Anyway, on my lunch break, I managed to finish the last book - Witches' Brew. ... Where to begin. Well, first off, I should mention that originally I had discussed my distaste for this series mainly because it held no believability to me. That is to say, believability that would make sense. It's fantasy, of course I'll go along with nymphs, talking dogs, and what-have-you. What I'm talking about is character development. Everyone is so damn 2-dimensional it makes me ill. A couple of characters won my affection, but pretty much all of them got screwed in the last book... but I'll get to that in a minute.
In other words, if I picked this book up when I was 13, I likely would've been all right with it. I likely still would've had problems with the rushed romance, the vanilla main character, and most of all, the horrendous ending, but I would've been more open to the laid backedness Terry Brooks was going for. At least, I'm hoping that's what he was going for. Dear GODS, I hope it was intentional for things to be 'eh' all the way through.
I somewhat wonder if a sixth book was meant to be written in this series. Because Abernathy got SCREWED. Big time. Out of all the characters in this series, him and one other are the only ones I've ever been able to empathize with. (And of course, she got even more screwed than he did in this book.)
Ben's emo over being the Paladin and losing himself? Don't give a damn. Questor almost dead? Nope, didn't care. Willow afraid of losing her family? Gods, why is she the romance lead again? ... And I could go on, but I'll stop.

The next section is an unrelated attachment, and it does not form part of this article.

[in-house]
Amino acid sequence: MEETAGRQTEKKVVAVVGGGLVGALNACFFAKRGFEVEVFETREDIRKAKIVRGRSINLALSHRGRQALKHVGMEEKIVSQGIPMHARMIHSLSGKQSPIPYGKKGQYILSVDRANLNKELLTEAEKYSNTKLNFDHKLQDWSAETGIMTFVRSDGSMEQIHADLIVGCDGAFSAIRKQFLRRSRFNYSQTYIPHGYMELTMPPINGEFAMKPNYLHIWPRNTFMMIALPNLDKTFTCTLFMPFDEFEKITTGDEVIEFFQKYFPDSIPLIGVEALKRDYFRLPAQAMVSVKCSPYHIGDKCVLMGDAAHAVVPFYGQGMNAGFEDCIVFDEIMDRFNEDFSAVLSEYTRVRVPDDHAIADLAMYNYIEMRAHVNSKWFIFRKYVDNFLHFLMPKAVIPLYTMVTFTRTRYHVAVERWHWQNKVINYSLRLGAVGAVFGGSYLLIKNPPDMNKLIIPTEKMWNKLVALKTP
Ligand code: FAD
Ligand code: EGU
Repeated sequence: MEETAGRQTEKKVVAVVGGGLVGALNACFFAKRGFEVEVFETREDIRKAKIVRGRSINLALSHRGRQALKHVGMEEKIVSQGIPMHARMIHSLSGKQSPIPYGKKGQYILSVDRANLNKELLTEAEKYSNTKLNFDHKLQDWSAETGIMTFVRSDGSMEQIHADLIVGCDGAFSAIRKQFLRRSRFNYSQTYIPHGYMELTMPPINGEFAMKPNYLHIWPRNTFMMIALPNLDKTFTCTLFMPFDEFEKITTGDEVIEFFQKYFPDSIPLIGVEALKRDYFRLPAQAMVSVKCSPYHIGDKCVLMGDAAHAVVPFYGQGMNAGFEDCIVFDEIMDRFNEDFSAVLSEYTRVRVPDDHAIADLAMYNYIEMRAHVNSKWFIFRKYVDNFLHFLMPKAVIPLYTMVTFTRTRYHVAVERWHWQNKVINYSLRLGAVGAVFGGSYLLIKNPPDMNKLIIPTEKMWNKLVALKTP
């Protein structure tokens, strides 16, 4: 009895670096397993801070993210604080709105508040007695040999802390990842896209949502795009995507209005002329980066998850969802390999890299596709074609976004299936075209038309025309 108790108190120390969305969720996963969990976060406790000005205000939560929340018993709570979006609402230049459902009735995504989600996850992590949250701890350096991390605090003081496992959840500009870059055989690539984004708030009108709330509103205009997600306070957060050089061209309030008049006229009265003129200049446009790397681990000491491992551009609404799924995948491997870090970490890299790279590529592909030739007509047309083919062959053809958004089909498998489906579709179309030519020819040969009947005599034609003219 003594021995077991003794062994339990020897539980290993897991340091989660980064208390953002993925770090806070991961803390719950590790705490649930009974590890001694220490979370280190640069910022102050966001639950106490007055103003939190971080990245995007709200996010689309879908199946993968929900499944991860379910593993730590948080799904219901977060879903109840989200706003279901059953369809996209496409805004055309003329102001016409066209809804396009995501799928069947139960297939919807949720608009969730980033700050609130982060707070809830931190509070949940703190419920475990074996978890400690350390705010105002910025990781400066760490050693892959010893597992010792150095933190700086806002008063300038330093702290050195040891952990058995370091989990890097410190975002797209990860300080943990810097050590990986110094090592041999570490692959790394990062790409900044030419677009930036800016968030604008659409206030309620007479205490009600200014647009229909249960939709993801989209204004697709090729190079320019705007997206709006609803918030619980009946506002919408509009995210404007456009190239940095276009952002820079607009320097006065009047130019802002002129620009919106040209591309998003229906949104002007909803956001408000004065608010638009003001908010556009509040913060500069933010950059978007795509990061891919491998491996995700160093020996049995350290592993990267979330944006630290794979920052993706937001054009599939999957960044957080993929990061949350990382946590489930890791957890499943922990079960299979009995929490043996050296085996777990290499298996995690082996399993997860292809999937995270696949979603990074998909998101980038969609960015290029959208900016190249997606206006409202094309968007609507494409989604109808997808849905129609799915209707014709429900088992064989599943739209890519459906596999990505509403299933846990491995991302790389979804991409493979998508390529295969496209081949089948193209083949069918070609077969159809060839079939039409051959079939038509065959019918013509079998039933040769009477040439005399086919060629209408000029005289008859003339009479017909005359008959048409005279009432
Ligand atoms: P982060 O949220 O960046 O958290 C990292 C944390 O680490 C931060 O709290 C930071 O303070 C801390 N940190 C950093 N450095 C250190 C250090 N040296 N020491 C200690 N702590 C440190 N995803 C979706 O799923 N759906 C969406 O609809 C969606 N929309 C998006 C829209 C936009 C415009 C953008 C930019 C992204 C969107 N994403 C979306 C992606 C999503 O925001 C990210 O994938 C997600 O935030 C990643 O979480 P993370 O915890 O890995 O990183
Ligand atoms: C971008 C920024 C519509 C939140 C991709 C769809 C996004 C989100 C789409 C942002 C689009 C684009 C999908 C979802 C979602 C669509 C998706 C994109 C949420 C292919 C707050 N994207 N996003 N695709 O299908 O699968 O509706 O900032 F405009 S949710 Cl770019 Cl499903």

But what really threw me over the edge is what Brooks did to Nightshade. She was the only character that I thought was going to shine with layers. I mean, Brooks had Nightshade tell her whole story to Misty. Why she's the way she is. And it got me to empathize with her. The villain. Which, okay, isn't anything new for me (you should hear my Labyrinth rant), but yeah. Anyway, and then she gets poofed out of the fantasy world and into Seattle, Washington, forced to live in a cage as a crow. And sure, it alleged to the possibility that she could escape some day. Maybe.
But... but... but if you're going to punish the Big Bad in a book, make them a BIG BAD. Because when I could care less about 98% of the good guys, I'm not siding with them. In the end, I found that damn Mud Puppy that took her to Seattle to be caged the real villain.
And then Misty's family explained to her about how EEEEEVIL Nightshade was and that was that. Her end. Her story.
I threw the book across my car.
I'm re-reading the Mode series of Piers Anthony again, since his fourth and final book FINALLY came out and I can get my closure! (And yes, I realize this has been out for awhile, but I have a BIG reading book list, okay?)
I know Piers won't kill my puppy. ... Unless it was a mud puppy. He can kill those all he wants and I'd be fine.